Ibrahim Bou Orm, 27, from Beirut (Lebanon), is currently studying for a PhD full-time within the Institute for Global Health & Development (IGHD) at QMU.

Ibrahim first heard about QMU and IGHD in February 2017 as a participant in a workshop organised by IGHD in Beirut, in collaboration with the American University of Beirut (AUB). The workshop focused on health systems resilience in emergencies through systems analysis of the United Nations Relief and Works Agency (UNRWA) provision of health services to Palestine refugees displaced by the Syria crisis.

Ibrahim has already qualified as a physician from Saint Joseph University in Beirut and has a Master’s degree in Public Health from the American University of Beirut. He also has several years’ experience coordinating projects on the prevention and control of non-communicable diseases (NCD), such as cancer and diabetes for the Ministry of Public Health in Beirut. He has co-authored several papers on cancer screening behaviours amongst Lebanese women, as well as the epidemiology of diabetes, waterpipe smoking and cognitive changes among older adults in Lebanon.

After winning scholarship funding, Ibrahim is now undertaking his PhD research as part of the National Institute for Health Research (NIHR) Unit on Health in Fragility (RUHF) within IGHD at QMU. The Unit focuses on addressing the delivery of vital health services in places where displacement, conflict, pandemic disease or weak capacity makes this especially challenging.

Funded by NIHR as one of thirteen Global Health Research Units across the UK to lead research in key areas of relevance to global development, RUHF links researchers from IGHD, including Ibrahim, with collaborating partners across the world, with a particular focus on the Middle East and West Africa.

IGHD is recognised as a world leader in two major areas of research – health systems and mental health provision. The work of the NIHR Unit brings together these two major strands. Countries affected by war, civil unrest and the impact of the refugee crisis present huge challenges to the delivery of vital mental health care services and treatment for non-communicable diseases such as heart disease and diabetes.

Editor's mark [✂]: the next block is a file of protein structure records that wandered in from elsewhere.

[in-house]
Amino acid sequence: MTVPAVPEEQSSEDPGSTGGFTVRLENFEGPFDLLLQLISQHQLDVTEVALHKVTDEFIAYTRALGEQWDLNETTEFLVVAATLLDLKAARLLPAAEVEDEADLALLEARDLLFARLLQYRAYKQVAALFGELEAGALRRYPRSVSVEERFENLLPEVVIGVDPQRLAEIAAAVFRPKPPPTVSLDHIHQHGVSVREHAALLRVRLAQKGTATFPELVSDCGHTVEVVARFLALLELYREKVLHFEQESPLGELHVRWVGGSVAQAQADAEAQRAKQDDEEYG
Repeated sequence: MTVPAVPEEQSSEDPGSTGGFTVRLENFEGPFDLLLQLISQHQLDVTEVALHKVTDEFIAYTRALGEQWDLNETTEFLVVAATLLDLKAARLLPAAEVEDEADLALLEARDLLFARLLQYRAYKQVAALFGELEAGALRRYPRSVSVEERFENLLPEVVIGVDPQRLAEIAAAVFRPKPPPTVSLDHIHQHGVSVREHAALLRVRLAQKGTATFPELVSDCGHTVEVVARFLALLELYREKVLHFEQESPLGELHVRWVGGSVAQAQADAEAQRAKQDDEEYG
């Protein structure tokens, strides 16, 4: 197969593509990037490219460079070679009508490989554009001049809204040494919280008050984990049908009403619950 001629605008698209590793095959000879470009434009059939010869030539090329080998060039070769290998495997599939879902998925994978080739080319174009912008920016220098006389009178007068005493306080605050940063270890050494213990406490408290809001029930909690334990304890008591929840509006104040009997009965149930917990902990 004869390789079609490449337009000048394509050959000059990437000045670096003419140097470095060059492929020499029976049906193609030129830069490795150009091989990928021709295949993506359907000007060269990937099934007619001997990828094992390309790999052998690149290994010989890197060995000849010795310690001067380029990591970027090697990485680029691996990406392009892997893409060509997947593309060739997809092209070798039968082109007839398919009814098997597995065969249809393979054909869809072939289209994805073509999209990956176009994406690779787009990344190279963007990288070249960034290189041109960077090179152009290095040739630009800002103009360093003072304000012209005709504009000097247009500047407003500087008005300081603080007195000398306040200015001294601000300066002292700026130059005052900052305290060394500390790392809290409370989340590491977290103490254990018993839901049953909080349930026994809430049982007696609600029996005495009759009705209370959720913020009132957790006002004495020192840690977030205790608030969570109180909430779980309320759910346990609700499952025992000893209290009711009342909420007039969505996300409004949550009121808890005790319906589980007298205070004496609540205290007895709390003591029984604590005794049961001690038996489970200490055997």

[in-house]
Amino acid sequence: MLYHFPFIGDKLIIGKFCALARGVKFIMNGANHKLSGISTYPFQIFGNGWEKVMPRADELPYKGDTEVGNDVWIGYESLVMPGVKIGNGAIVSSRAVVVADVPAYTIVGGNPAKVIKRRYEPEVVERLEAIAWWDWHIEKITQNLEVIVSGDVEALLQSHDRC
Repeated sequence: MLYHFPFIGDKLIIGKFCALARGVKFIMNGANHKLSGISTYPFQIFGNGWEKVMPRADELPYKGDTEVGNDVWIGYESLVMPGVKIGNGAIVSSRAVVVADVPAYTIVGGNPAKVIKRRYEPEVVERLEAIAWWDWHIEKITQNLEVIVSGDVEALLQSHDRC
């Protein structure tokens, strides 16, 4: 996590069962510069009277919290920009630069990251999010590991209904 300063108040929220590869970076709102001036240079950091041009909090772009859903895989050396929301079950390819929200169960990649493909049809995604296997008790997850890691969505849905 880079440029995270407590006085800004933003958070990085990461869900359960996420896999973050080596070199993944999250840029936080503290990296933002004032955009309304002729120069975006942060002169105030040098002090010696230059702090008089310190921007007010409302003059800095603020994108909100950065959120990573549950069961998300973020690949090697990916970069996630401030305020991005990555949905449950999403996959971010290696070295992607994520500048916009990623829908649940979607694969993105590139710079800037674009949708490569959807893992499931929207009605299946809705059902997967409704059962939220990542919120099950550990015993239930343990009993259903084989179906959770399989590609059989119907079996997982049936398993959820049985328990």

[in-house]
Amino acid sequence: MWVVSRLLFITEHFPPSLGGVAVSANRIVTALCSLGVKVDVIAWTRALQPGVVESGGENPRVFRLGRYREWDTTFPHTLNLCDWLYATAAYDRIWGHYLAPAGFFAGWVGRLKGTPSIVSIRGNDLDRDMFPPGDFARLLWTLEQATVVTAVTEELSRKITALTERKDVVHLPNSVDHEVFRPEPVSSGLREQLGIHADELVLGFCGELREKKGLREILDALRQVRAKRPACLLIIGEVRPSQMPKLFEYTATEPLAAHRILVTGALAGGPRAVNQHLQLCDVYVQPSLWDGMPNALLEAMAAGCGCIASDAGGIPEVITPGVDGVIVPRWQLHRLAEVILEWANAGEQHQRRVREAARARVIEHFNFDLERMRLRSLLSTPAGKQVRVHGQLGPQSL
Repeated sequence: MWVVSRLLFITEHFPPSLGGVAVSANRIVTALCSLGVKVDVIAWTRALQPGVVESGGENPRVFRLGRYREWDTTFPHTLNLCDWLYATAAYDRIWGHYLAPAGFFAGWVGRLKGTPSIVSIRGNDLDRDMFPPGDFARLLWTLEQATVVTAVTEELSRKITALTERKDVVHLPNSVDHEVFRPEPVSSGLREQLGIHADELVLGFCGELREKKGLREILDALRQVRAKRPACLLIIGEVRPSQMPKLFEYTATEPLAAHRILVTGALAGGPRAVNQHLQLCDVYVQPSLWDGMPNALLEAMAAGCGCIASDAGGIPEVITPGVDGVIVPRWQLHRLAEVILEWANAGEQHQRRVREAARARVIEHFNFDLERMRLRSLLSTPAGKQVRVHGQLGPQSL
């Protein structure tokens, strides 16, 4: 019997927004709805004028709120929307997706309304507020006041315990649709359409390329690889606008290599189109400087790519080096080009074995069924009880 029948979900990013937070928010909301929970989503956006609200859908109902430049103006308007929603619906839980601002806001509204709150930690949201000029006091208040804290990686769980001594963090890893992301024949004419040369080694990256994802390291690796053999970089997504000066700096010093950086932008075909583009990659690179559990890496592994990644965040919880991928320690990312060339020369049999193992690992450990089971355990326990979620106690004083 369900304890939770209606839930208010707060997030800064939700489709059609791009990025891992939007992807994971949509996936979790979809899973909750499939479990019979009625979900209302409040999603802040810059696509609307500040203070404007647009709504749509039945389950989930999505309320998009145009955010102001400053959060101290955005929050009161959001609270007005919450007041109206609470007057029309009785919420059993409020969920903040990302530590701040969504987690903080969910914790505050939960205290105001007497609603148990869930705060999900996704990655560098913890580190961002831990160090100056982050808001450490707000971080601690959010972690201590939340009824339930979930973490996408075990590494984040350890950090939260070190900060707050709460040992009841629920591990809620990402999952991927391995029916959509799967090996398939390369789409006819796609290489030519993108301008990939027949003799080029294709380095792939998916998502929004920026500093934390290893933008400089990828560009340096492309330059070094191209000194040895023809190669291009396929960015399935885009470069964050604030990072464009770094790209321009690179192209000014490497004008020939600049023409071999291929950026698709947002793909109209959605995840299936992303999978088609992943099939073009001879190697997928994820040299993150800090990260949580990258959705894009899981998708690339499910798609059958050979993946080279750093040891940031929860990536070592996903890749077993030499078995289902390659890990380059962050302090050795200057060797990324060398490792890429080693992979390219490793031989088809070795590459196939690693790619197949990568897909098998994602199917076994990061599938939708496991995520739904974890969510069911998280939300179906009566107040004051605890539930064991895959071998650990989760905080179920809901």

The £3.5 million research grant from NIHR is now allowing IGHD to collaborate throughout the four-year programme with fellow researchers at College of Medicine and Allied Health Sciences (COMAHS) at the University of Sierra Leone, and the Global Health Institute at the American University of Beirut. Together, the partners are looking at ways of strengthening the resilience of health workers and clinics, and the work of local community groups, to develop new ways of providing vital services in even the most fragile of circumstances.

Why did you decide to study for your PhD at QMU?

“I was already aware of the established research links between QMU and AUB, where I studied, so it seemed like a great opportunity to build on my knowledge and experience by undertaking my PhD research in an institute that is leading global health research with a special focus on health systems in the unstable Middle-East region.

“IGHD is dealing with today’s challenges by enhancing population health around the globe. The research led by the Institute is at the front line of saving lives especially in disfavoured nations. It is built on partnership with people working in different settings. I think that makes the journey of studies here at QMU a very enriching experience.”

Are you enjoying living and studying in Edinburgh so far?

“Edinburgh is a beautiful and peaceful city. It also has a very diverse and multi-cultural population, which really appeals to me. I settled in quickly and I feel like I’m getting attached to the city somehow! I always find something new to discover in Edinburgh and every time I feel amazed at the natural beauty of the city.

“This semester, I’m living in the student accommodation on the QMU campus, which is really convenient for learning, social and sports facilities. It has a great community feel too.”

Do you have any financial support for your PhD research?

“I received a scholarship, part of the NIHR-funded project, which is covering the tuition fees and living expenses for the three-year programme and is funding my research on health in fragility that I will be conducting in Lebanon.”

How do you think your PhD research will equip you with the skills and knowledge to develop your career?

“I’m getting the methodological skills and the global health knowledge that will hopefully allow me to lead global health research in fragile situations. My scholarly work is in a tight connection with global health practice as well, meaning it will help me understand the complexities around contemporary health issues and be ready to encourage positive change at the level of my country, the region or even the world.”

What are your plans after graduating from QMU?

“I hope to use my knowledge and skills to develop my career working for an international health organisation, a development agency or perhaps an academic institution generating knowledge for better health policies and practices.”

Institute for Global Health & Development

www.qmu.ac.uk/schools-and-divisions/ighd

NIHR Research Unit on Health in Fragility (RUHF)

www.qmu.ac.uk/ruhf

Postgraduate funding

www.qmu.ac.uk/study-here/fees-and-funding/postgraduate-funding

International students at QMU

www.qmu.ac.uk/study-here/international-students

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